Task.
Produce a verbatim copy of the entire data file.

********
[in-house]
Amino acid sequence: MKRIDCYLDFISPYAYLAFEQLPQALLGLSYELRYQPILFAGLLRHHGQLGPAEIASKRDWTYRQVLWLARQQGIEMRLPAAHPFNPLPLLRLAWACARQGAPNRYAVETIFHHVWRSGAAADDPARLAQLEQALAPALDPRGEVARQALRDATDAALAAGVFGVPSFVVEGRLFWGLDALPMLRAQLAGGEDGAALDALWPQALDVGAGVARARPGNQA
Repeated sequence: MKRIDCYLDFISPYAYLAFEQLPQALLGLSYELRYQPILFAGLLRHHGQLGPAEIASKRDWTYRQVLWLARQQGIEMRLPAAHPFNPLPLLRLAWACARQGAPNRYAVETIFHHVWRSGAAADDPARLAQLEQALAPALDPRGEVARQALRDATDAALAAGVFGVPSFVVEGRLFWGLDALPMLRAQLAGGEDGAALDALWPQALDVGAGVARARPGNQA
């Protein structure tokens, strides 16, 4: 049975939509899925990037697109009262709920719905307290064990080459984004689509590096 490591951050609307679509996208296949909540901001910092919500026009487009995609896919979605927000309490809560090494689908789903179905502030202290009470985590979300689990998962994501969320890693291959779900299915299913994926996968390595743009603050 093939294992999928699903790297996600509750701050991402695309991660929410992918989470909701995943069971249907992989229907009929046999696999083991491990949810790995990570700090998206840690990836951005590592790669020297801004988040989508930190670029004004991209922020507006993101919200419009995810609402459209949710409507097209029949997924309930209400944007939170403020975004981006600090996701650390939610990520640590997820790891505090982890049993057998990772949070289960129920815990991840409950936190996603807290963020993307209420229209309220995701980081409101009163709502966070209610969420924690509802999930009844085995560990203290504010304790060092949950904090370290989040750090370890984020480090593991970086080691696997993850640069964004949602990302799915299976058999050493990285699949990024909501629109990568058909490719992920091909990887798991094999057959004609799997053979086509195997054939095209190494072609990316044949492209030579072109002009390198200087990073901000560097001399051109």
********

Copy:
[in-house]
Amino acid sequence: MKRIDCYLDFISPYAYLAFEQLPQALLGLSYELRYQPILFAGLLRHHGQLGPAEIASKRDWTYRQVLWLARQQGIEMRLPAAHPFNPLPLLRLAWACARQGAPNRYAVETIFHHVWRSGAAADDPARLAQLEQALAPALDPRGEVARQALRDATDAALAAGVFGVPSFVVEGRLFWGLDALPMLRAQLAGGEDGAALDALWPQALDVGAGVARARPGNQA
Repeated sequence: MKRIDCYLDFISPYAYLAFEQLPQALLGLSYELRYQPILFAGLLRHHGQLGPAEIASKRDWTYRQVLWLARQQGIEMRLPAAHPFNPLPLLRLAWACARQGAPNRYAVETIFHHVWRSGAAADDPARLAQLEQALAPALDPRGEVARQALRDATDAALAAGVFGVPSFVVEGRLFWGLDALPMLRAQLAGGEDGAALDALWPQALDVGAGVARARPGNQA
């Protein structure tokens, strides 16, 4: 049975939509899925990037697109009262709920719905307290064990080459984004689509590096 490591951050609307679509996208296949909540901001910092919500026009487009995609896919979605927000309490809560090494689908789903179905502030202290009470985590979300689990998962994501969320890693291959779900299915299913994926996968390595743009603050 093939294992999928699903790297996600509750701050991402695309991660929410992918989470909701995943069971249907992989229907009929046999696999083991491990949810790995990570700090998206840690990836951005590592790669020297801004988040989508930190670029004004991209922020507006993101919200419009995810609402459209949710409507097209029949997924309930209400944007939170403020975004981006600090996701650390939610990520640590997820790891505090982890049993057998990772949070289960129920815990991840409950936190996603807290963020993307209420229209309220995701980081409101009163709502966070209610969420924690509802999930009844085995560990203290504010304790060092949950904090370290989040750090370890984020480090593991970086080691696997993850640069964004949602990302799915299976058999050493990285699949990024909501629109990568058909490719992920091909990887798991094999057959004609799997053979086509195997054939095209190494072609990316044949492209030579072109002009390198200087990073901000560097001399051109």